In what appears to be an attempt to pressure employees on voting, the Domestic Flight Dispatchers of NetJets (Local 284) were advised by email that if they intended to vote, they needed to do so on their own time.
Title 35 of the Ohio Code (ORC 3599.06) revised on October 1, 1953 code says:
“No employer, his officer or agent, shall discharge or threaten to discharge an elector for taking a reasonable amount of time to vote on election day; or require or order an elector to accompany him to a voting place upon such day; or refuse to permit such elector to serve as an election official on any registration or election day; or indirectly use any force or restraint or threaten to inflict any injury, harm, or loss; or in any other manner practice intimidation in order to induce or compel such person to vote or refrain from voting for or against any person or question or issue submitted to the voters.
“Given what are expected to be historically long lines on Election Day and Ohio’s recent blatant attempts at voter suppression, this memo is troubling,” said Fred Larkins, a member of the negotiating committee. The fact that lines will be so long and it will take time does not guarantee our members will be able to vote before or after their shift, and the company is now telling us that we will not be allowed time during shift to do so; a clear violation of Ohio law,” he continued.
“While we were certainly more than disappointed by the recent actions of management at our bargaining session; refusing to agree to common language from the other groups and generally developing a very argumentative approach towards us when we seek to find common ground and an agreement that benefits our members and our company, this is clearly troubling, but not unexpected,” he went on to say.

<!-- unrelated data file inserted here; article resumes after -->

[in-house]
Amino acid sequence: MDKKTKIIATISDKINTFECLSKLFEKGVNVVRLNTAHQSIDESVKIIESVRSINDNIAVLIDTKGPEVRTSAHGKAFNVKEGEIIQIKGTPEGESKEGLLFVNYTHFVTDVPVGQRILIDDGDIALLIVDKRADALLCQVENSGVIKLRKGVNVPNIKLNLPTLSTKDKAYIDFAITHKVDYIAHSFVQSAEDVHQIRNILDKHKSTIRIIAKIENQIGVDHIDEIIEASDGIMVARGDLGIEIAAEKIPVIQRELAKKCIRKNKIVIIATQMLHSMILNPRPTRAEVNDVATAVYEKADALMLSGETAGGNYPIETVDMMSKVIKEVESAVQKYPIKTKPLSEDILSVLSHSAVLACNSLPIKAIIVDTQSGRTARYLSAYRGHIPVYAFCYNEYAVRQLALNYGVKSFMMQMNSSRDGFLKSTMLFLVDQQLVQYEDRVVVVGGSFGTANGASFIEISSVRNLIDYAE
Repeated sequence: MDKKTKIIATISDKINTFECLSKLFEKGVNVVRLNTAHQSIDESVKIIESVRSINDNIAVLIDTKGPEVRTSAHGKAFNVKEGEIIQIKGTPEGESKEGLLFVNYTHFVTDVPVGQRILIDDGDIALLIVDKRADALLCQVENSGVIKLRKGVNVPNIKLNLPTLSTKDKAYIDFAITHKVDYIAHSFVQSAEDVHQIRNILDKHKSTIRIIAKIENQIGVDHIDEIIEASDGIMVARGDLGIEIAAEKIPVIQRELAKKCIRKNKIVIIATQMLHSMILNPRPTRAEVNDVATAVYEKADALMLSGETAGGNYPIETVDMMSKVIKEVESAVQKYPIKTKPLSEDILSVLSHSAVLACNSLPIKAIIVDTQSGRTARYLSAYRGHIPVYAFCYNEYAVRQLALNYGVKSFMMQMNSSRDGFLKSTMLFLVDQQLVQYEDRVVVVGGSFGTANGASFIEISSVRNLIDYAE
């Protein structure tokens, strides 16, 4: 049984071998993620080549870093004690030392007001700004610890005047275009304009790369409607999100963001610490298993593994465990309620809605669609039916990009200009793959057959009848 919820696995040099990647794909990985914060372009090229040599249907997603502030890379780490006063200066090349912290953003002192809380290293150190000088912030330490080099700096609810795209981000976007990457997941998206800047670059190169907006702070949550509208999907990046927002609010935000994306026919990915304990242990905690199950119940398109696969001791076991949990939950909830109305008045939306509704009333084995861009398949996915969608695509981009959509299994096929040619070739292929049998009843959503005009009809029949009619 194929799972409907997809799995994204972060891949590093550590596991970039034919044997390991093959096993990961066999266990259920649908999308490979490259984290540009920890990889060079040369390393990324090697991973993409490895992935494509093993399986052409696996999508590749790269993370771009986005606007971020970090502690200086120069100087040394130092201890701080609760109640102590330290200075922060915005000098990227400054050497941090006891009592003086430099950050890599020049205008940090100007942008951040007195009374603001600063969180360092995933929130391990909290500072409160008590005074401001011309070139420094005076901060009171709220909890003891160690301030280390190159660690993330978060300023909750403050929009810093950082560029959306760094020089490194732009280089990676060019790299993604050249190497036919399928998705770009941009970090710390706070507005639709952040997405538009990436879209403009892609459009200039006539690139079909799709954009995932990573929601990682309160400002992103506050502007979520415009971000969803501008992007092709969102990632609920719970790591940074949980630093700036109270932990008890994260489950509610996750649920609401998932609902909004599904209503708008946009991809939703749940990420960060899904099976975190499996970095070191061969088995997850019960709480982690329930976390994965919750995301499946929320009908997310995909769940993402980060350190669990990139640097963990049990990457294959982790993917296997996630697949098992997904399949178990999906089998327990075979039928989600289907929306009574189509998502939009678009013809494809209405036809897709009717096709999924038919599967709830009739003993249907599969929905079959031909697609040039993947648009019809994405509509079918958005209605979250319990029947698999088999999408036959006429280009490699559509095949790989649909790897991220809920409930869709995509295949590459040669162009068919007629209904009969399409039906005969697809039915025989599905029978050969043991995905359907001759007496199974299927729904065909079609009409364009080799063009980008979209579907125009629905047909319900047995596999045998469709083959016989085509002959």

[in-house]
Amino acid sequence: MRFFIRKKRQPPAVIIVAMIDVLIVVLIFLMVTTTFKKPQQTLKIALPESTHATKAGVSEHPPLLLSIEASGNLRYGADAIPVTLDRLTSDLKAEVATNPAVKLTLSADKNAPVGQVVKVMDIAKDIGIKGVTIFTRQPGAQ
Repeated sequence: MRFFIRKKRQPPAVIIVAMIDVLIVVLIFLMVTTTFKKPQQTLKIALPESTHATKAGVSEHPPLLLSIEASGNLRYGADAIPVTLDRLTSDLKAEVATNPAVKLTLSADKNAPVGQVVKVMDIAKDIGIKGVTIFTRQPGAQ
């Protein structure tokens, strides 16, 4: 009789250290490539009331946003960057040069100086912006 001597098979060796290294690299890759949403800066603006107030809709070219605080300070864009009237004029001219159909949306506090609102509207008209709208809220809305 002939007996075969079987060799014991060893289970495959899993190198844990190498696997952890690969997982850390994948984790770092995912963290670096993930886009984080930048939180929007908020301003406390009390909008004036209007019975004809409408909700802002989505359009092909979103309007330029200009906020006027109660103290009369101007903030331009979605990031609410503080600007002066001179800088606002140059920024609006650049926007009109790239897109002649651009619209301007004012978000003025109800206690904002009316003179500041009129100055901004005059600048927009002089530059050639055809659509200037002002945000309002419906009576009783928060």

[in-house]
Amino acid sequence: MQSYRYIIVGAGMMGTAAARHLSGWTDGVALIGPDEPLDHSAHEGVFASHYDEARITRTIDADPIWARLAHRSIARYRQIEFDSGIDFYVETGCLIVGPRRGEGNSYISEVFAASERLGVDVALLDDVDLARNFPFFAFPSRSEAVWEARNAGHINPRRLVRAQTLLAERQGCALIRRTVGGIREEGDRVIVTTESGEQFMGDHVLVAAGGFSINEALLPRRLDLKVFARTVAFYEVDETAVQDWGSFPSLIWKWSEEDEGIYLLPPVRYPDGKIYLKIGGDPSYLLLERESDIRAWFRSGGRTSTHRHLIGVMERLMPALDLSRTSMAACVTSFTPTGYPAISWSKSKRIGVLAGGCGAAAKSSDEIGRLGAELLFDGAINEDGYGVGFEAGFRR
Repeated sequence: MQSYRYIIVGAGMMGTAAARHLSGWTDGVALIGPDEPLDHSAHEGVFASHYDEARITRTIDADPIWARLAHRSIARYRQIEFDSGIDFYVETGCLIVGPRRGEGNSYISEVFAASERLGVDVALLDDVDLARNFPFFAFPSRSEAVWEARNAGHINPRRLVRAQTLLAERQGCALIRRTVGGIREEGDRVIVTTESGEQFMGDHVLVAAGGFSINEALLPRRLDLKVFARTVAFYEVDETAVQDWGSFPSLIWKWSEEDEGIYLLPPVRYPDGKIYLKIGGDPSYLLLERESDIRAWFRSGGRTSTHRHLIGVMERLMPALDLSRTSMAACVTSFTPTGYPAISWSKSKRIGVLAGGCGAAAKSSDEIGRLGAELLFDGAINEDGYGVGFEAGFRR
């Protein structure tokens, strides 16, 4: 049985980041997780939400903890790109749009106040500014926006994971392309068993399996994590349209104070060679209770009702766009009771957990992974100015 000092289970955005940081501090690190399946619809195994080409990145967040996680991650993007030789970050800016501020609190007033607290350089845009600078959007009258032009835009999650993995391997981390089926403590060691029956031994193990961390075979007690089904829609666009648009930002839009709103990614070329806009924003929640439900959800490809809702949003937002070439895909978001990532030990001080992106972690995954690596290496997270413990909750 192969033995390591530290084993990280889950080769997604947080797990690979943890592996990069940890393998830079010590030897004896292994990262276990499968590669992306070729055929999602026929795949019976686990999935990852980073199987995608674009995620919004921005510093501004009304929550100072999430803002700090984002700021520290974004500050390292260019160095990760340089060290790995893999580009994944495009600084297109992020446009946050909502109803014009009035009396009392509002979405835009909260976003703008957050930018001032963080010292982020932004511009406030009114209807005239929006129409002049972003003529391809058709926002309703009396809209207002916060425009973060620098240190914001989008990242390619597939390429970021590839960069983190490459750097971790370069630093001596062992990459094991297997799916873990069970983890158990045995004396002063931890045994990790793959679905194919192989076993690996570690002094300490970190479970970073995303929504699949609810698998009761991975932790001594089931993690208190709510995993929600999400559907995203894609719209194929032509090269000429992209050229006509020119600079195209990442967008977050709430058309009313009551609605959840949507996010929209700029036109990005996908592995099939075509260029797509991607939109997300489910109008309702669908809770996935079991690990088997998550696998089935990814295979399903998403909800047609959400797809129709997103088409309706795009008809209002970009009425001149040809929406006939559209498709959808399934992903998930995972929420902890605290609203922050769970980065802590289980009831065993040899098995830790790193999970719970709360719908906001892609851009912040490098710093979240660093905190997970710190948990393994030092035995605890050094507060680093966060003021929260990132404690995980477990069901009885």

“Our members have a legal right as Americans and as citizens of the State of Ohio to vote in accordance with the law, and we expect the company to honor the law as well. We hope they will reconsider their memo and agree that they too are bound by the laws of Ohio and the United States,” Larkins concluded.
Airline Industry News
Employees across the country from United Holdings have temporarily moved to the Northeast to help the airline recover from superstorm Sandy. It will be "a number of days" before the airline returns to full operation, said a United spokeswoman. Crain's Chicago Business
TNT Express is exploring its options for selling its interest in its TNT Airways subsidiary, should the merger with United Parcel Service be approved.
Newark Liberty and JFK international airports have opened with reduced schedules, and airlines expect LaGuardia Airport to open as well.
Pilots for American Airlines held what one union representative termed a "unity march" Wednesday at Dallas/Fort Worth International Airport to demonstrate the pilots' unified stance as union and airline officials continue contract negotiations.
Boeing has pushed back its delivery of a 787 Dreamliner jet to United Continental due to "unexpected delivery delays," said United spokeswoman Christen David, who added that the carrier expects subsequent planes to be delayed as well.
FedEx is forecasting a 13% increase in business over the holiday season this year, and the company plans to hire 20,000 seasonal workers in response.